The Cinematic Side of NYC
Each of these fun half-day itineraries captures the spirit and subculture of a favorite movie set in the Big Apple: "The Devil Wears Prada," "You've Got Mail," "West Side Story," "The Godfather," and "Working Girl."
Recharge a few blocks east with frothy espresso drinks and decadent cakes at bustling Cafe Lalo. The European-style café has exposed-brick walls, framed vintage ads, and huge windows through which Fox spies Shopgirl as she waits to meet NYC152 for the first time, with a rose and a tattered copy of Pride and Prejudice.
Something extra: The movie's literary agents, book lovers, and store owners mingle at places like Symphony Space, where affordable arts programming includes star-studded readings. The annual Ulysses marathon for Bloomsday returns on June 16 with a cast of nearly 100. —Kate Appleton
WEST SIDE STORY
On-screen: Released in 1961, this modern retelling of Romeo and Juliet has sizzling song-and-dance sequences and passionate altercations between the rival Jets and Sharks gangs. Maria (Natalie Wood), a Shark's sister, and Tony (Richard Beymer), a Jet, fall in star-crossed love on the city's West Side before Tony is killed in a gang fight. The movie was based on the Broadway musical about mounting tensions as Puerto Ricans flooded into the neighborhood during the Great Migration of the 1950s.
Starring you: Shake it like the Shark girls, led by the fiery Anita, in the movie's rooftop rendition of "America" by taking a salsa class held at Chelsea Studios. Dance On 2 Studio offers classes most weeknights and weekend afternoons ($12 per person). You don't need a partner to learn basic turn patterns in these fast-moving, upbeat classes with 18 to 25 other first-time students.
Keep up the pace by speed walking (it's New York!) 11 blocks south to refuel at La Taza de Oro. Wolf down Puerto Rican specialties that change daily, like mofongo, a meat-and-plantains dish, and goat stew, all served with a heaping portion of rice and beans. Grab a bright-red stool at the counter for ample chat time (in both English and Spanish) with the cooking staff. The diner is humble but cheerfully decorated with bright-yellow formica tabletops, small paintings, and colorful masks from Puerto Rico on the walls.
With your belly full, jump in a cab and head uptown to West Side Story's newly launched Broadway revival (get tickets at broadwaywestsidestory.com), directed by the musical's author, Arthur Laurents. The show has undergone an overhaul, with a more realistic (read: violent) story and Spanish interspersed in the dialogue and lyrics. Or attend 2008 Tony winner In The Heights, which explores three days in the life of a Dominican-American Washington Heights neighborhood.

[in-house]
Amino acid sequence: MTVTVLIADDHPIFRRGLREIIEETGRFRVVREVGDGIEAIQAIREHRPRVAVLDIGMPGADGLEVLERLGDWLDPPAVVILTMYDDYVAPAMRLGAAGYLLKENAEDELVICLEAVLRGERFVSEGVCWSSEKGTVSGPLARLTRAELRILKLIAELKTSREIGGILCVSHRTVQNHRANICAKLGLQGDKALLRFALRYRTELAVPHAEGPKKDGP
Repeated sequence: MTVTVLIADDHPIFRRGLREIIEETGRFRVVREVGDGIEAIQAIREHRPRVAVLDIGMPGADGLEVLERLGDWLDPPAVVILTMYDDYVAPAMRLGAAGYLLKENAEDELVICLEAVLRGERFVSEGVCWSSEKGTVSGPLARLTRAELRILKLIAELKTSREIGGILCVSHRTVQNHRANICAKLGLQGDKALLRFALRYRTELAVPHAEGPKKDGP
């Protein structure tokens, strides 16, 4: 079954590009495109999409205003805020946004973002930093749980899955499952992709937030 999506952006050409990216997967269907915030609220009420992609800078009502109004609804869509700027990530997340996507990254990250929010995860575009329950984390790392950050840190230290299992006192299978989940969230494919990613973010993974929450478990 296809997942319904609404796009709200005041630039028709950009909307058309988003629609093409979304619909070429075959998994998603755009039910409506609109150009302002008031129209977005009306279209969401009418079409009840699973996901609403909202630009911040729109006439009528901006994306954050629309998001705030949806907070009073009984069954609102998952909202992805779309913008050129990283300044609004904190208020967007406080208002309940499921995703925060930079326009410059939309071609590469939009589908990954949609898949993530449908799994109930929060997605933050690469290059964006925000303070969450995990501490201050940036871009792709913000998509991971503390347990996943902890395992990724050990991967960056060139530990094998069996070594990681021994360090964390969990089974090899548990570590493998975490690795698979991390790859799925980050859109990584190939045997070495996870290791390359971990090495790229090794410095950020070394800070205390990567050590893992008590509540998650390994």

Don't want to see theatre? Spend the night at venerable Greenwich Village Latin club S.O.B.'s, which hosts Salsa Nights on Fridays, with a free lesson at 7 p.m. The crowd can get as wild as the Jets and Sharks do during the "Mambo" gym scene, when Tony and Maria first meet and fall madly, disastrously in love. Here's hoping your night turns out better.
Something extra: The National Puerto Rican Day Parade along 5th Avenue is June 14 this year. Expect marching bands, cheerleading troupes, and elaborate floats in the annual event attended by as many as 2 million people. El Museo del Barrio, just off Central Park at 104th Street, is currently closed for construction but will reopen this fall. The museum has 8,000 works of art by Caribbean and Latin American artists. —JD Rinne
On-screen: At the wedding scene that opens Francis Ford Coppola's epic, Vito Corleone (Marlon Brando) has an iron grip on the family business. By film's end Vito has died of natural causes—the only natural death in a film full of rubouts—and his ruthless son Michael (Al Pacino) has succeeded him as an even more bloodthirsty don. Following the clan through weddings, baptisms, beatings, and murders shuttles viewers all over New York City—the movie made use of dozens of locations, but many were disguised or remade to fit the film's late 1940s period.
Starring you: Skip Manhattan's touristy Little Italy and take a quick subway ride to Brooklyn's Carroll Gardens, a neighborhood that retains its Italian roots even after decades of gentrification. Start with lunch at a longtime local fixture, the Marco Polo Ristorante, at the corner of Union and Court Streets. What Sal Tessio (Abe Vigoda) says of the Bronx restaurant where Michael kills a rival mobster applies here, too: it's "a small family place, good food, everyone minds his own business." Marco Polo's owner was sentenced late last year to six months' house arrest for helping launder money for the Gambino family—a nice touch of genuineness.
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